Weak cyber practices make it easier for saboteurs to carry out attacks, say strategic analysits.
According to them, cyber education, cyber hygiene, cyber safety and cyber awareness constitute the crucial quadrant to counter cyber radicalisation.
There is a strong need for public-private partnership to counter radicalisation in cyber space, the experts told a conference held at a local hotel in the city on Thursday.
The national conference on ‘Cyber Radicalisation: Challenges and Way Forward’ was organised by the Bangladesh Centre for Terrorism Research (BCTR), a specialised centre of Bangladesh Institute of Peace and Security Studies (BIPSS).
Canadian high commissioner Benoit Préfontaine said at the conference that radicalisation and violent extremism were challenges faced by all countries around the world.
Preventing and countering violent extremism was a priority of the Canadian government, he added.
The diplomat said there was a growing demand for Canadian expertise in cyber security as there existed certain caveats in the technical advancements being made in cyber space.
“Terrorists use the same platform as online commerce, trade and economic growth, for their recruitments, fund raising and planning their attacks,” the high commissioner pointed out. “We must continue collaborating on news ways to meet new threats. We must up our game.”
Presenting a paper on ‘Cyber Radicalisation: Threats and Challenges’, BCTR research fellow Shafqat Munir said, “Cyber radicalisation is an online-offline combine.”
He said, all major militant organisations have formed their own cyber radicalisation cells, using these to send out their message. "Internet has been a force multiplier in strategic communication for the militants.”
Highlighting the challenges of cyber radicalisation, he said terrorist groups can reach an incalculably vast audience with no travel required, minimal costs, no logistics or transportation support and the odds of detection are low. The newly radicalised no longer need to pack up and head for the Middle East. ‘Jihadi groups’ encourage attacks at home.
Shafqat Munir put forward policy recommendations, including preventing measures against marginalisation and discrimination against minorities, steps to ensure freedom of expression, and effective awareness programmes, effective monitoring without suppression.
He also pointed to the need for the government to formulate strong policies for counter radicalisation and de-radicalisation.
“Law enforcement organisations must understand the latest communication tools and be positioned to identify and prevent terror attacks,” he said, emphasising the need for more research on the use of the internet and social media by violent extremists.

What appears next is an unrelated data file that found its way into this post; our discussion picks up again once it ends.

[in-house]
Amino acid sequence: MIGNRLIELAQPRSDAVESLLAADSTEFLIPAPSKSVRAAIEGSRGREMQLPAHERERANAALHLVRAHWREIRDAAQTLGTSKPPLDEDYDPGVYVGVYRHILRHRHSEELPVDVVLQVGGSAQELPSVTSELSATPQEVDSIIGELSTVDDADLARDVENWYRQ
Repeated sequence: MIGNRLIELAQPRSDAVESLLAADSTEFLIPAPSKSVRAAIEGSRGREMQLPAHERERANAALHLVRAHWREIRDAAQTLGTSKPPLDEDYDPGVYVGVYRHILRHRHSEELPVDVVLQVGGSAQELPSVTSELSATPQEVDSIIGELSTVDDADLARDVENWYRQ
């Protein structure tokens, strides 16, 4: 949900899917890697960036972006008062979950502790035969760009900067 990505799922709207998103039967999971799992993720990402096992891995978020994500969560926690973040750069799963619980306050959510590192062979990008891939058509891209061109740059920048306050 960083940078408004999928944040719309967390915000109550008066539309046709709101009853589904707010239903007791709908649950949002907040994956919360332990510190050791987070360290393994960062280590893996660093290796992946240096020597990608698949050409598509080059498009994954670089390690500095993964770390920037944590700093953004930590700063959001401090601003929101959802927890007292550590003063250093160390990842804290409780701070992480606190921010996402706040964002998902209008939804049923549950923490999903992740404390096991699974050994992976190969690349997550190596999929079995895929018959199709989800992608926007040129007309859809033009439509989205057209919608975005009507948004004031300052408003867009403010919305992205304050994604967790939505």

Director of the Mumbai-based Centre for International Security at Gateway House: Indian Council on Global Relations, Sameer Patil, made a presentation on ‘Cyber Education, Cyber Hygiene, Cyber Safety and Cyber Awareness: The Crucial Quadrant’.
He highlighted the existing cyber threats as misusing social media including cyber bullying and trolling, hacking websites, online black markets, threats to critical national infrastructure, cyber enabled economic espionage, hacking electoral systems, and so on.
“Cyber hygiene is the key,” Patil emphasised, saying that this constituted a fundamental step to cyber security. “Bad cyber hygiene creates enough entry points in the systems for the saboteurs to carry out cyber attacks. The ultimate example of poor cyber hygiene is the Equifax data breach of 2017.”
Samir Patil highlighted the need to address the decreasing resilience to cyber threats, saying, “We have to think of our personal devices as gateways to cyber security. When it comes to social media, it must be kept in mind that the internet records everything and forgets nothing. ‘Think before you post’ - that is the golden rule for online communication.”
Speaking on the ‘Impact of Social Media: Living in the Virtual World’, Aparupa Bhattacharjee, Project Associate of India’s National Institute of Advanced Studies (NIAS) at the Indian Institute for Sciences Campus, Bangalore, said that extremists use cyber space more for recruitments in Europe. In South Asia it was used more for spreading their narrative.
She said society had a role to play and should address the child even more than the youth, through right education, the family role, talking, and educating them on the use of cyber space.
President of BIPSS Muniruzzaman pointed to the active presence of potential recruiters in the internet targeting the youth. There was a need for clear a concept of the problem to formulate nation polices, he said, emphasising the strong need for public-private partnerships to counter cyber radicalisation. “There is need for better understanding to analyse militant behavior in cyber space,” he concluded.
The day-long conference was attended by foreign diplomats and representatives of international agencies, members of the security forces, academics and other key stakeholders.